How no-kill dog control came to Kolkata, India

From ANIMAL PEOPLE,  June 2003:

How no-kill dog control came to Kolkata,  India
by Debasis Chakrabarti,  founder,  Compassionate Crusaders Trust

Kolkata (Calcutta) is the largest truly no-kill city in the
world.  It grieves me beyond measure to think of the possibility of a
resumption of slaughter of street dogs.  I would like to share our
experience with everyone involved in this work,  because I believe
that the method we use is largely contributory to our success.
The first and perhaps most important precaution we took, was
to send letters to the municipal councillors,  informing them that we
have taken up this program,  explaining the benefits of it,  and
seeking their cooperation in calling us when they see an injured or
troublesome stray dog.  This won for us their instant approval and
smoothed the way considerably.

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Letters [Nov-Dec 2013]

From ANIMAL PEOPLE,  November/December 2013:

Letters

Bringing cats inside

The September 2013 ANIMAL PEOPLE editorial feature “Successful neuter/return must recognize reality” quoted Humane Society of the U.S. president Wayne Pacelle using the phrase “community cats” to include stray and abandoned cats,  but my understanding was that when the Best Friends Animal Society introduced the use of “community cats” in 2009,  they intended for the phrase to replace “feral.” Read more

Jumping back into the river does not stop the flow of homeless animals

From ANIMAL PEOPLE,  November/December 2013:

Concerning “Ethicist addresses making euthanasia decisions in a no-kill context,”  in the October 2013 edition of ANIMAL PEOPLE,  I find it bizarre that Jasper the Staffordshire’s fate boils down to a football score set of numbers.  I’m no ethicist,  but as someone intimately and actively familiar with animal shelter euthanasia for the past 43 years,  it is clear to me that our industry’s spay/neuter efforts have resulted not only in fewer surplus animals but also in an unexpected but positive consequence of making the lives of dogs and cats more valuable.   Read more

Editorial #2: Time for a new national wild horse policy––covering all wild horses

From ANIMAL PEOPLE,  November/December 2013:

Editorial #2: Time for a new national wild horse policy––covering all wild horses Kim Bartlett [Photo credit: Kim Bartlett ] Data showing how many horses have been sold to slaughter per year,  nationwide,  can be extrapolated from readily available public records going all the way back to 1850.  Throughout this time,  coinciding with the advent of railways that enabled brokers to transport animals long distances to slaughter,  the overwhelming majority of horses sold to slaughter have been either those at the end of their working utility to humans,  or the unwanted surplus from speculative breeding.  Speculative breeding rose rapidly as a source of horses sent to slaughter as employment of horses for transportation declined. Read more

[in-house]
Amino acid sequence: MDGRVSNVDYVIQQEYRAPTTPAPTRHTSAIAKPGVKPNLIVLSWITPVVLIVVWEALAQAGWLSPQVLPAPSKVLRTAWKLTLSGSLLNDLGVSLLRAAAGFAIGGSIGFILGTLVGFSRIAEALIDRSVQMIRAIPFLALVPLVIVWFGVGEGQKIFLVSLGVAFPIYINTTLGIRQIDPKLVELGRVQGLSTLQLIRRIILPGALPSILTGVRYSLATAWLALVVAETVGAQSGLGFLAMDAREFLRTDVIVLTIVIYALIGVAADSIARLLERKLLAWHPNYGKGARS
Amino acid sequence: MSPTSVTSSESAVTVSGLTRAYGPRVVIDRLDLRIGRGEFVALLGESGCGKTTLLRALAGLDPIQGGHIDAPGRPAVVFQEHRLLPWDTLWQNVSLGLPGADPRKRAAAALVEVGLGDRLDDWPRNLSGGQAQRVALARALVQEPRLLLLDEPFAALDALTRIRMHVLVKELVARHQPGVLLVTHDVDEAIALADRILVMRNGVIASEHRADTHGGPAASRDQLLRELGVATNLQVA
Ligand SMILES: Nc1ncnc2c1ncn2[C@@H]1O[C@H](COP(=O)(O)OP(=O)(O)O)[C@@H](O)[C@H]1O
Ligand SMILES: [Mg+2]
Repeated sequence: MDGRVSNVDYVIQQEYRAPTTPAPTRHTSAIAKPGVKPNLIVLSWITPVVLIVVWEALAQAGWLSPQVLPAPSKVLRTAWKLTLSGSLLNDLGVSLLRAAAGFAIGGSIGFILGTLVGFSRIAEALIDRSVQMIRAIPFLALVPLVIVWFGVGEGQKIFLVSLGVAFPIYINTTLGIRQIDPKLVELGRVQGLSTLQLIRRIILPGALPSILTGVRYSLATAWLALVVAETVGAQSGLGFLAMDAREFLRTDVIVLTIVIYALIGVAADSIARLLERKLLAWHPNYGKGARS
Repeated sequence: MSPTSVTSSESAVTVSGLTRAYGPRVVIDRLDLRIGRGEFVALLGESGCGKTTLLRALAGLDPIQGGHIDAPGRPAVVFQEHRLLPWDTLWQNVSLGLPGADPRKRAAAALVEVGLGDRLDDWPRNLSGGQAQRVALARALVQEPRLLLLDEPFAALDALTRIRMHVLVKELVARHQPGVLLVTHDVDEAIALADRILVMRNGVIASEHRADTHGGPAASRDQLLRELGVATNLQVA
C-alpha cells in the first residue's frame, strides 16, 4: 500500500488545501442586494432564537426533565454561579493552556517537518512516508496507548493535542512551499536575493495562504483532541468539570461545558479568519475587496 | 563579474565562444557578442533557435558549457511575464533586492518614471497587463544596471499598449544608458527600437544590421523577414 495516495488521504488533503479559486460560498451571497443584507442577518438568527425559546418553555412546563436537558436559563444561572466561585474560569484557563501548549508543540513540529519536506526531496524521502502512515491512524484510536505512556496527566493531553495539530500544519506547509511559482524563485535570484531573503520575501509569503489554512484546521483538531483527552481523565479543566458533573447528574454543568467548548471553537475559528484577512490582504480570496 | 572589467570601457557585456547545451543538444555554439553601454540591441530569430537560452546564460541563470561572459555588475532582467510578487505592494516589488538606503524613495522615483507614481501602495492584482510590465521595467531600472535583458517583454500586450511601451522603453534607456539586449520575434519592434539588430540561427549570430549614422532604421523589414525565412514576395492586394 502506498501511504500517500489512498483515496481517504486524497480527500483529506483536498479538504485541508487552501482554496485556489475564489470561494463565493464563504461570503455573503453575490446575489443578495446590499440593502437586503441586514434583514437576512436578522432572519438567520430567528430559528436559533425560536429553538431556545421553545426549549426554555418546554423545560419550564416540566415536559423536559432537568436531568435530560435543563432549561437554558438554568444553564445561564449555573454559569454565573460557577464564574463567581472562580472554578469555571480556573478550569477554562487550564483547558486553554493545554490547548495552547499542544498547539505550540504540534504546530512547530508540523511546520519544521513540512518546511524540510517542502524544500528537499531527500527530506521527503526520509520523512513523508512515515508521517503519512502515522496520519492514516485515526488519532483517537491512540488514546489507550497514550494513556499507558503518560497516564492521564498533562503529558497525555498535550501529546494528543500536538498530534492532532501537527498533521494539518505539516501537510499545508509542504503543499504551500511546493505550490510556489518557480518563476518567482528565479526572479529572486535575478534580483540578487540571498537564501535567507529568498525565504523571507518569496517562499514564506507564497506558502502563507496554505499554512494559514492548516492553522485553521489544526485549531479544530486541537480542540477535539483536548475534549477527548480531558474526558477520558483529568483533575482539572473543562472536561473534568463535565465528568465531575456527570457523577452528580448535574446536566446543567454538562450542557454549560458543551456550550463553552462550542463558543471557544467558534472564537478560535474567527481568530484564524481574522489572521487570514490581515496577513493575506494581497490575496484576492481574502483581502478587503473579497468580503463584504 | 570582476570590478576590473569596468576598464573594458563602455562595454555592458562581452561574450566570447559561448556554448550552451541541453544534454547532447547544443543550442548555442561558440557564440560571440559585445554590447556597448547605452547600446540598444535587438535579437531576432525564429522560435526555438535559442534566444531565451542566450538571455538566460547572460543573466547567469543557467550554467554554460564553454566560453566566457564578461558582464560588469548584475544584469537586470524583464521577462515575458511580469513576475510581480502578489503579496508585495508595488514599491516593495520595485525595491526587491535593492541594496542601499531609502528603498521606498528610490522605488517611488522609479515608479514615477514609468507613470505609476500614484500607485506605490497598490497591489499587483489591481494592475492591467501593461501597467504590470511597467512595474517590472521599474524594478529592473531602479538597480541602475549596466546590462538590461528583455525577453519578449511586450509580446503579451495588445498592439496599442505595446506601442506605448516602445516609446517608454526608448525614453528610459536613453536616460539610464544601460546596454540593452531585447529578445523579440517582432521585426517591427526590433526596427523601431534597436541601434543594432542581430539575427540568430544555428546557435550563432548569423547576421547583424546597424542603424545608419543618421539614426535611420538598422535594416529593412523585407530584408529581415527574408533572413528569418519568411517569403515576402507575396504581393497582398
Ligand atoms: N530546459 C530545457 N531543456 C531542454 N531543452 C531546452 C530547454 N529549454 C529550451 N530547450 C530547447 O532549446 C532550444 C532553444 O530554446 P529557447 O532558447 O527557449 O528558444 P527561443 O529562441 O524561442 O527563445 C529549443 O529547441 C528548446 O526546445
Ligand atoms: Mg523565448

Editorial: Examining the odds for an end to horse slaughter

From ANIMAL PEOPLE,  November/December 2013:

Editorial feature: Examining the odds for an end to horse slaughter

Either pending legislation or ongoing litigation could bring the resumption of horse slaughter within the U.S. for human consumption this winter,  or close off the possibility.  Which might happen is anyone’s bet.  It is even possible that court decisions will allow horse slaughter to resume for a time,  only to be again stopped by Congress,  as it was in 2007. Read more

Bands bail on SeaWorld

From ANIMAL PEOPLE,  November/December 2013:

ORLANDO,  SAN FRANCISCO,  TAIJI––Shortlisted for Oscar consideration as “Best Documentary of 2013,”  the Gabriela Cowperthwaite exposé of SeaWorld Blackfish between November 28 and December 14,  2013 persuaded all six original headline bands and one of the replacements to withdraw from scheduled performances at the SeaWorld “Bands, Brew & BBQ Fest,”  due to begin on February 1,  2014. Read more

Awards & honors

From ANIMAL PEOPLE,  November/December 2013:

Luke Gamble,  founder of Worldwide Veterinary Service in 2003,  on December 11,  2013 received the Jeanne Marchig Animal Welfare Award in recognition of Mission Rabies,  a planned three-year drive to eradicate rabies of India.  Debuting in September 2013 with clinics in 10 cities that have had recent rabies outbreaks,  Mission Rabies vaccinated 61,000 dogs in 28 days.  Named for Marchig Trust founder Jeanne Marchig,  who died in May 2013,  the Marchig Award includes a grant of $20,000 in support of Mission Rabies.  Funding has also come from Dogs Trust,  with logistic support from the Federation of Indian Animal Protection Organizations,  the Animal Birth Control progams of the Animal Welfare Board of India,  and Blue Cross of India. Read more

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